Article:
Basically, Personal Pensions are pensions where you can either make monthly or lump sum payments via a pension provider. They are there to build up a tax efficient pot that by the time you get to retire would pay out an income. The amount of income you receive depends on how much you have paid into your pension over the years, how well the fund’s investments have performed and when you decide to retire.
The value of pensions and the income they produce can fall as well as rise. You may get back less than you invested.
Tax treatment varies according to individual circumstances and is subject to change.
These type of pensions can be suitable for when you are employed but not yet in a company pension or as an addition to a company pension scheme.
Pension providers claim tax relief at the basic rate and add it to your fund. Another tax benefit of a personal pension is that upon retirement, your pension fund will generally allow you to take a 25% tax free cash lump sum.
Performing or Under-Performing
If you find out your pension fund is under-performing, at least certainly on a long term basis, you should consider changing to a different fund. If you are going to switch, get advice, don’t base your decision on short term performance, other factors such as charges need to be considered. Find out what’s available to you and if you are unhappy with the performance of your fund options, consider moving your pension to a different provider.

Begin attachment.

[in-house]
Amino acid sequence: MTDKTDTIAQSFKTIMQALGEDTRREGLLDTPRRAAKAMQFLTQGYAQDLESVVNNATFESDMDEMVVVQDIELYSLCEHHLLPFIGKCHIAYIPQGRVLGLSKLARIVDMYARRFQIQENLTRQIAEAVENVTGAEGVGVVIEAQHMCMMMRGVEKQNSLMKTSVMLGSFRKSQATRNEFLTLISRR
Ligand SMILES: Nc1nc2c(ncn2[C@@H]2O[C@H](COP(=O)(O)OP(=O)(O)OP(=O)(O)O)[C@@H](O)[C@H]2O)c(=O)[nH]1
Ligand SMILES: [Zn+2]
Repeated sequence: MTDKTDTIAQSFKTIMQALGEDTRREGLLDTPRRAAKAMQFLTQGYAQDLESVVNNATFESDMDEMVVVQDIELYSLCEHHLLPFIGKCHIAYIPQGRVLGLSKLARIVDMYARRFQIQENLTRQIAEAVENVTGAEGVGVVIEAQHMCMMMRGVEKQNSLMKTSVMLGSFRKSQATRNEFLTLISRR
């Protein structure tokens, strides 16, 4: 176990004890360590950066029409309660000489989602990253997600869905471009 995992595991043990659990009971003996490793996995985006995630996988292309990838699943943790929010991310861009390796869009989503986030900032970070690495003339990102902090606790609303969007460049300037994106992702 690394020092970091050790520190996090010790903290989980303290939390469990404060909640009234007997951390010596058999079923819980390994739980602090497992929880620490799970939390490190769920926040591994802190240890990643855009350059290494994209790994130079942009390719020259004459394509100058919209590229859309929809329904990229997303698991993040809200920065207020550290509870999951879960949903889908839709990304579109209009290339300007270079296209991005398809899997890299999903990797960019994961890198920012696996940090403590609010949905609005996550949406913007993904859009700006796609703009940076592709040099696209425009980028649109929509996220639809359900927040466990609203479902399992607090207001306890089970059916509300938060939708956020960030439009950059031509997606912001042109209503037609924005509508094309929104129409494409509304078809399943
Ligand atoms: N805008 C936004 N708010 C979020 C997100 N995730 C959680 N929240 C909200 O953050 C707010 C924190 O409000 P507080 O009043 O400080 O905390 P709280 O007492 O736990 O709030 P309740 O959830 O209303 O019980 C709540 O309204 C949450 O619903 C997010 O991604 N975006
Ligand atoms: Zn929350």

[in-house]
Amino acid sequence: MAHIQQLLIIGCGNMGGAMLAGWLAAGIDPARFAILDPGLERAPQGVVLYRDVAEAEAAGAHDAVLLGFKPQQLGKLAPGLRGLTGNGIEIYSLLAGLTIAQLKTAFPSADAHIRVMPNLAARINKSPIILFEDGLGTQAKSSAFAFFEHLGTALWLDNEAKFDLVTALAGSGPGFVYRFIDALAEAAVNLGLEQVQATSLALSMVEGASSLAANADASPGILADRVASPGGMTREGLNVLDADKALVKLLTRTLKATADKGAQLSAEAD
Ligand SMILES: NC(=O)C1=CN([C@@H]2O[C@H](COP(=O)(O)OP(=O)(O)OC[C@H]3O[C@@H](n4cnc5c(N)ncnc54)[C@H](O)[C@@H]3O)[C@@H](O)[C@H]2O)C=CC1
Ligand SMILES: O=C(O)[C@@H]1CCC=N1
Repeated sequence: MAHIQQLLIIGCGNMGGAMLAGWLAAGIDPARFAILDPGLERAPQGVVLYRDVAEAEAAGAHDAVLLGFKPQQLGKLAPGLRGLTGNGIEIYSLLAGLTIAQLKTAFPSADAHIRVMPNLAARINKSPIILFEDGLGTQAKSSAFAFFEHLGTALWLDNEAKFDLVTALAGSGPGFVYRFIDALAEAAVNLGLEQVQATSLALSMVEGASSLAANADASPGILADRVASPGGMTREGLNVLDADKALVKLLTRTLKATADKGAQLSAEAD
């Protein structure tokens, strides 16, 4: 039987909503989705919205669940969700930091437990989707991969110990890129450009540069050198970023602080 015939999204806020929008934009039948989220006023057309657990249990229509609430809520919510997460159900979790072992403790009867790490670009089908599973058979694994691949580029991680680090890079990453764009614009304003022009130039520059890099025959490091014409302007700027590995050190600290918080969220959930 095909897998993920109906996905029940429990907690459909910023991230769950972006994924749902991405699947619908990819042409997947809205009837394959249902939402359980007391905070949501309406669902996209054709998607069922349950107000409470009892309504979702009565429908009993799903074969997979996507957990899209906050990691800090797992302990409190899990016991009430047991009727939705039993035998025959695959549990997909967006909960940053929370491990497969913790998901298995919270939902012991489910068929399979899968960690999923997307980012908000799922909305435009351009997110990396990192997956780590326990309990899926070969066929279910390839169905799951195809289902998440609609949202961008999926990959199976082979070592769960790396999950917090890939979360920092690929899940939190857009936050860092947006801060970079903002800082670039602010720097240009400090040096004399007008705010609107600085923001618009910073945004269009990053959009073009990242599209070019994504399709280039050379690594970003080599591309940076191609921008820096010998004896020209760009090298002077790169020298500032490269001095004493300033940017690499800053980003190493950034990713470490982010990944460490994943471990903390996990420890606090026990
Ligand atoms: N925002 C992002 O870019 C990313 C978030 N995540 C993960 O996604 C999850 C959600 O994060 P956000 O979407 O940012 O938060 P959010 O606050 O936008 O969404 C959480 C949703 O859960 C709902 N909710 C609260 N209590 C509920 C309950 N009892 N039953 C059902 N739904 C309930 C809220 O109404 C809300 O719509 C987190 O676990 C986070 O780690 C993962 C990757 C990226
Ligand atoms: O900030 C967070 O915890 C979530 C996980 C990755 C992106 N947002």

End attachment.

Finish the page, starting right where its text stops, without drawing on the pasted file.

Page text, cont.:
Your pension provider should be sending you annual statements, telling you how much your fund is worth and what you are expected to receive in retirement. Often these are not sent or received and even when they are, they can be confusing to understand.
Our Pension Tracing Service includes an explanation of your pensions FREE of charge. We take the jargon and turn this into easy, everyday language helping you o understand how your funds are performing.